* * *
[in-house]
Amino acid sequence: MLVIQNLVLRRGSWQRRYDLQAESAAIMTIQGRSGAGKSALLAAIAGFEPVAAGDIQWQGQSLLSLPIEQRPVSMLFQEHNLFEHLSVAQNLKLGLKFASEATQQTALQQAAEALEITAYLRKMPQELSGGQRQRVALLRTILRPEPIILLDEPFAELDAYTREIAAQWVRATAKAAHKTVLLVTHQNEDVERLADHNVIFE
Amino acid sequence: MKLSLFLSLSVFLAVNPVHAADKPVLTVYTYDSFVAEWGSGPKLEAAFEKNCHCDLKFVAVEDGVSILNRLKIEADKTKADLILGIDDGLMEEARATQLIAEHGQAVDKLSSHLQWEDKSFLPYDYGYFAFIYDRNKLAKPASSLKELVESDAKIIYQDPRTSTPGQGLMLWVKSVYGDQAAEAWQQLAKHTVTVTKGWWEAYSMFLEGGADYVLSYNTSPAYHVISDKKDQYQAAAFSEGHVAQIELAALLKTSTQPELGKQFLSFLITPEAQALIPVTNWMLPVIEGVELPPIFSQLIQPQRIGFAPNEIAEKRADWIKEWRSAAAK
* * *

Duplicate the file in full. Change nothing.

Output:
[in-house]
Amino acid sequence: MLVIQNLVLRRGSWQRRYDLQAESAAIMTIQGRSGAGKSALLAAIAGFEPVAAGDIQWQGQSLLSLPIEQRPVSMLFQEHNLFEHLSVAQNLKLGLKFASEATQQTALQQAAEALEITAYLRKMPQELSGGQRQRVALLRTILRPEPIILLDEPFAELDAYTREIAAQWVRATAKAAHKTVLLVTHQNEDVERLADHNVIFE
Amino acid sequence: MKLSLFLSLSVFLAVNPVHAADKPVLTVYTYDSFVAEWGSGPKLEAAFEKNCHCDLKFVAVEDGVSILNRLKIEADKTKADLILGIDDGLMEEARATQLIAEHGQAVDKLSSHLQWEDKSFLPYDYGYFAFIYDRNKLAKPASSLKELVESDAKIIYQDPRTSTPGQGLMLWVKSVYGDQAAEAWQQLAKHTVTVTKGWWEAYSMFLEGGADYVLSYNTSPAYHVISDKKDQYQAAAFSEGHVAQIELAALLKTSTQPELGKQFLSFLITPEAQALIPVTNWMLPVIEGVELPPIFSQLIQPQRIGFAPNEIAEKRADWIKEWRSAAAK